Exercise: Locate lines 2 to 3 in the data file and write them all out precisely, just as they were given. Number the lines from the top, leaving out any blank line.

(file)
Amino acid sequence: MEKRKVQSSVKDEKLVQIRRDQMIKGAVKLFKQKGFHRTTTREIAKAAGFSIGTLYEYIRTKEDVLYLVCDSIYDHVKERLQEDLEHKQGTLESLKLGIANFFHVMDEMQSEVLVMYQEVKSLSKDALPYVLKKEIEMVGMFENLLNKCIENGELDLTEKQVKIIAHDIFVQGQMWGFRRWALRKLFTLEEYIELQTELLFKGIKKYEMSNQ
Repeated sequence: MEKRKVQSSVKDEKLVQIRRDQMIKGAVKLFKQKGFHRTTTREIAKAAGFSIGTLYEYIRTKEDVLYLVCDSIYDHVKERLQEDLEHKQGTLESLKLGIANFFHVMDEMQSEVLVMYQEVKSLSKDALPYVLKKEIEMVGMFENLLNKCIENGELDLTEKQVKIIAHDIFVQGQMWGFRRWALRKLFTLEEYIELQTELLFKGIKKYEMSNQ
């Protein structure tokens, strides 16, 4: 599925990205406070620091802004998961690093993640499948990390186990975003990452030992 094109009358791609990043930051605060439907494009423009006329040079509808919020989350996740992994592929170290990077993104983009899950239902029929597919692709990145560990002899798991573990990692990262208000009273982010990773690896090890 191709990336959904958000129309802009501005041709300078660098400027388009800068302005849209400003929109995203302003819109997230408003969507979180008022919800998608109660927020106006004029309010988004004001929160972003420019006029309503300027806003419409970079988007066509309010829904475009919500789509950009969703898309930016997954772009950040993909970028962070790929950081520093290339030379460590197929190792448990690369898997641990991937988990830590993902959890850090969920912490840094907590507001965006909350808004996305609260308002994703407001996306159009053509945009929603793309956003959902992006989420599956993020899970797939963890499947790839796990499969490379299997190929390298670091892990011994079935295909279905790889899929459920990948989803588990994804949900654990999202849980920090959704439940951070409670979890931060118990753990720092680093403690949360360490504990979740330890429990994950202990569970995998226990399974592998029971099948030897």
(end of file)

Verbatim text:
Repeated sequence: MEKRKVQSSVKDEKLVQIRRDQMIKGAVKLFKQKGFHRTTTREIAKAAGFSIGTLYEYIRTKEDVLYLVCDSIYDHVKERLQEDLEHKQGTLESLKLGIANFFHVMDEMQSEVLVMYQEVKSLSKDALPYVLKKEIEMVGMFENLLNKCIENGELDLTEKQVKIIAHDIFVQGQMWGFRRWALRKLFTLEEYIELQTELLFKGIKKYEMSNQ
């Protein structure tokens, strides 16, 4: 599925990205406070620091802004998961690093993640499948990390186990975003990452030992 094109009358791609990043930051605060439907494009423009006329040079509808919020989350996740992994592929170290990077993104983009899950239902029929597919692709990145560990002899798991573990990692990262208000009273982010990773690896090890 191709990336959904958000129309802009501005041709300078660098400027388009800068302005849209400003929109995203302003819109997230408003969507979180008022919800998608109660927020106006004029309010988004004001929160972003420019006029309503300027806003419409970079988007066509309010829904475009919500789509950009969703898309930016997954772009950040993909970028962070790929950081520093290339030379460590197929190792448990690369898997641990991937988990830590993902959890850090969920912490840094907590507001965006909350808004996305609260308002994703407001996306159009053509945009929603793309956003959902992006989420599956993020899970797939963890499947790839796990499969490379299997190929390298670091892990011994079935295909279905790889899929459920990948989803588990994804949900654990999202849980920090959704439940951070409670979890931060118990753990720092680093403690949360360490504990979740330890429990994950202990569970995998226990399974592998029971099948030897």